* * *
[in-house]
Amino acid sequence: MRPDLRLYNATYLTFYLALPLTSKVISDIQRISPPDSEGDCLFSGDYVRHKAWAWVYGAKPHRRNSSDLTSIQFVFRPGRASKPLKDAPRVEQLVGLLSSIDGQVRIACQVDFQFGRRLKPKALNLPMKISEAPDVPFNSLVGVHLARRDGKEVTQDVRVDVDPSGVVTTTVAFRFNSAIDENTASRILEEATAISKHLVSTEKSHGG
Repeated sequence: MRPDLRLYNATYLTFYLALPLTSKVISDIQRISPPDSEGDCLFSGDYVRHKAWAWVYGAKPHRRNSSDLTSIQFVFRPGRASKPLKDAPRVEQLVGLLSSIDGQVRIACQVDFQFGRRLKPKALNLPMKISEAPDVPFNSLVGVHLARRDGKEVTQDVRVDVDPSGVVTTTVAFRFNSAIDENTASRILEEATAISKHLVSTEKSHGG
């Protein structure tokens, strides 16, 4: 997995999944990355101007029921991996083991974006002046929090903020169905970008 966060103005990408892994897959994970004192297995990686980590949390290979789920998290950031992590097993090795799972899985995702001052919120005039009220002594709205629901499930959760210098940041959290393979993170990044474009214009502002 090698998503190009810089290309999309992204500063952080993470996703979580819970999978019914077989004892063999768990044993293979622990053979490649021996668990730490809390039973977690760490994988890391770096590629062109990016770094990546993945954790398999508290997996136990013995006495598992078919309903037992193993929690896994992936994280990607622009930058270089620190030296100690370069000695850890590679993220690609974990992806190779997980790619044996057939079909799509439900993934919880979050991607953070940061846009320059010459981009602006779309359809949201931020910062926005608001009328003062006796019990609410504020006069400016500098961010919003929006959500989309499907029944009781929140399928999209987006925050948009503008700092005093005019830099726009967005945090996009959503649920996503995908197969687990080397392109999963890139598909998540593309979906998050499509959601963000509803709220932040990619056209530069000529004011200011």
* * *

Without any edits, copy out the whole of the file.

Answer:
[in-house]
Amino acid sequence: MRPDLRLYNATYLTFYLALPLTSKVISDIQRISPPDSEGDCLFSGDYVRHKAWAWVYGAKPHRRNSSDLTSIQFVFRPGRASKPLKDAPRVEQLVGLLSSIDGQVRIACQVDFQFGRRLKPKALNLPMKISEAPDVPFNSLVGVHLARRDGKEVTQDVRVDVDPSGVVTTTVAFRFNSAIDENTASRILEEATAISKHLVSTEKSHGG
Repeated sequence: MRPDLRLYNATYLTFYLALPLTSKVISDIQRISPPDSEGDCLFSGDYVRHKAWAWVYGAKPHRRNSSDLTSIQFVFRPGRASKPLKDAPRVEQLVGLLSSIDGQVRIACQVDFQFGRRLKPKALNLPMKISEAPDVPFNSLVGVHLARRDGKEVTQDVRVDVDPSGVVTTTVAFRFNSAIDENTASRILEEATAISKHLVSTEKSHGG
């Protein structure tokens, strides 16, 4: 997995999944990355101007029921991996083991974006002046929090903020169905970008 966060103005990408892994897959994970004192297995990686980590949390290979789920998290950031992590097993090795799972899985995702001052919120005039009220002594709205629901499930959760210098940041959290393979993170990044474009214009502002 090698998503190009810089290309999309992204500063952080993470996703979580819970999978019914077989004892063999768990044993293979622990053979490649021996668990730490809390039973977690760490994988890391770096590629062109990016770094990546993945954790398999508290997996136990013995006495598992078919309903037992193993929690896994992936994280990607622009930058270089620190030296100690370069000695850890590679993220690609974990992806190779997980790619044996057939079909799509439900993934919880979050991607953070940061846009320059010459981009602006779309359809949201931020910062926005608001009328003062006796019990609410504020006069400016500098961010919003929006959500989309499907029944009781929140399928999209987006925050948009503008700092005093005019830099726009967005945090996009959503649920996503995908197969687990080397392109999963890139598909998540593309979906998050499509959601963000509803709220932040990619056209530069000529004011200011």